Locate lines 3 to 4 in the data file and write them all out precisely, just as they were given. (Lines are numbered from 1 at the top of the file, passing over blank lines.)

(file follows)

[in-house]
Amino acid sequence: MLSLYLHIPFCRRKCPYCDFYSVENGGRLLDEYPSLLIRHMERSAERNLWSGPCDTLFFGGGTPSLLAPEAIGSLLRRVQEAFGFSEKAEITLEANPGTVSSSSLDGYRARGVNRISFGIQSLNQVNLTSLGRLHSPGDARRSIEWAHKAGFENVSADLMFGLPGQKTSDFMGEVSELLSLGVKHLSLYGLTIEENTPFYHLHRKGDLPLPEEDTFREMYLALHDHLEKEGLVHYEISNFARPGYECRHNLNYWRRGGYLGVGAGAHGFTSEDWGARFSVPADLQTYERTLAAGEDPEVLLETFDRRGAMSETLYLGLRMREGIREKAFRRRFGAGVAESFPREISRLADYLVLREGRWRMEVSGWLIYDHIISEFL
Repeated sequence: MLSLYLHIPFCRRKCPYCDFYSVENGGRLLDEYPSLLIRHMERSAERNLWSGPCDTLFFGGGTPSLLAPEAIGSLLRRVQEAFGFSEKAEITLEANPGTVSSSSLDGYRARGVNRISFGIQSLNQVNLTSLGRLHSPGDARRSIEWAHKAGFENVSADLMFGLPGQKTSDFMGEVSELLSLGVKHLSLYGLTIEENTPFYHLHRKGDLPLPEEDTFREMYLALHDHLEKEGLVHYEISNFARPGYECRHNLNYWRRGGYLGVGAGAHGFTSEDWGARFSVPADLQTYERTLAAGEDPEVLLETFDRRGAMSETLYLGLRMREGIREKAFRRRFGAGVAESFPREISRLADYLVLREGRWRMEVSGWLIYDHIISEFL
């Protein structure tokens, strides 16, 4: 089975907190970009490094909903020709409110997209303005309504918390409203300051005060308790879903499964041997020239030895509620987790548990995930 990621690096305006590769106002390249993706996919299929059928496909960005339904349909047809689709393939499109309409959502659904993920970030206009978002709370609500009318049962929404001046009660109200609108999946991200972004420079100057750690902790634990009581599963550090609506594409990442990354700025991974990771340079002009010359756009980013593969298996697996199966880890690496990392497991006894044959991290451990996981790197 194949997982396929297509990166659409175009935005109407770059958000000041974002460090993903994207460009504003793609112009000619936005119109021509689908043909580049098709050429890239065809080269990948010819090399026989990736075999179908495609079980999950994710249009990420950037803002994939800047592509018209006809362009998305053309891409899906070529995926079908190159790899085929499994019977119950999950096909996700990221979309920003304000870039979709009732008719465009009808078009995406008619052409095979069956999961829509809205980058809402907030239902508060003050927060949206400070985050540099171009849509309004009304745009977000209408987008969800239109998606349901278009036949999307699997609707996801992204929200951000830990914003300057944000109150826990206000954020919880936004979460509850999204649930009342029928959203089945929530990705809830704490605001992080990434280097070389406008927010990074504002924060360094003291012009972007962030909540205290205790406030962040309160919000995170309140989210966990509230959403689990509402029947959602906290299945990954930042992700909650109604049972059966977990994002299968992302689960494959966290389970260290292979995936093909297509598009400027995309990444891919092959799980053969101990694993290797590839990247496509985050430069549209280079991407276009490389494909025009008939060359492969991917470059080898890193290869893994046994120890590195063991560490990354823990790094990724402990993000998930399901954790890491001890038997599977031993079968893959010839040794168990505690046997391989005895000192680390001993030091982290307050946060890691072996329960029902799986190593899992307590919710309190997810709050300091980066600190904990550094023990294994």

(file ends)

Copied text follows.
Repeated sequence: MLSLYLHIPFCRRKCPYCDFYSVENGGRLLDEYPSLLIRHMERSAERNLWSGPCDTLFFGGGTPSLLAPEAIGSLLRRVQEAFGFSEKAEITLEANPGTVSSSSLDGYRARGVNRISFGIQSLNQVNLTSLGRLHSPGDARRSIEWAHKAGFENVSADLMFGLPGQKTSDFMGEVSELLSLGVKHLSLYGLTIEENTPFYHLHRKGDLPLPEEDTFREMYLALHDHLEKEGLVHYEISNFARPGYECRHNLNYWRRGGYLGVGAGAHGFTSEDWGARFSVPADLQTYERTLAAGEDPEVLLETFDRRGAMSETLYLGLRMREGIREKAFRRRFGAGVAESFPREISRLADYLVLREGRWRMEVSGWLIYDHIISEFL
């Protein structure tokens, strides 16, 4: 089975907190970009490094909903020709409110997209303005309504918390409203300051005060308790879903499964041997020239030895509620987790548990995930 990621690096305006590769106002390249993706996919299929059928496909960005339904349909047809689709393939499109309409959502659904993920970030206009978002709370609500009318049962929404001046009660109200609108999946991200972004420079100057750690902790634990009581599963550090609506594409990442990354700025991974990771340079002009010359756009980013593969298996697996199966880890690496990392497991006894044959991290451990996981790197 194949997982396929297509990166659409175009935005109407770059958000000041974002460090993903994207460009504003793609112009000619936005119109021509689908043909580049098709050429890239065809080269990948010819090399026989990736075999179908495609079980999950994710249009990420950037803002994939800047592509018209006809362009998305053309891409899906070529995926079908190159790899085929499994019977119950999950096909996700990221979309920003304000870039979709009732008719465009009808078009995406008619052409095979069956999961829509809205980058809402907030239902508060003050927060949206400070985050540099171009849509309004009304745009977000209408987008969800239109998606349901278009036949999307699997609707996801992204929200951000830990914003300057944000109150826990206000954020919880936004979460509850999204649930009342029928959203089945929530990705809830704490605001992080990434280097070389406008927010990074504002924060360094003291012009972007962030909540205290205790406030962040309160919000995170309140989210966990509230959403689990509402029947959602906290299945990954930042992700909650109604049972059966977990994002299968992302689960494959966290389970260290292979995936093909297509598009400027995309990444891919092959799980053969101990694993290797590839990247496509985050430069549209280079991407276009490389494909025009008939060359492969991917470059080898890193290869893994046994120890590195063991560490990354823990790094990724402990993000998930399901954790890491001890038997599977031993079968893959010839040794168990505690046997391989005895000192680390001993030091982290307050946060890691072996329960029902799986190593899992307590919710309190997810709050300091980066600190904990550094023990294994």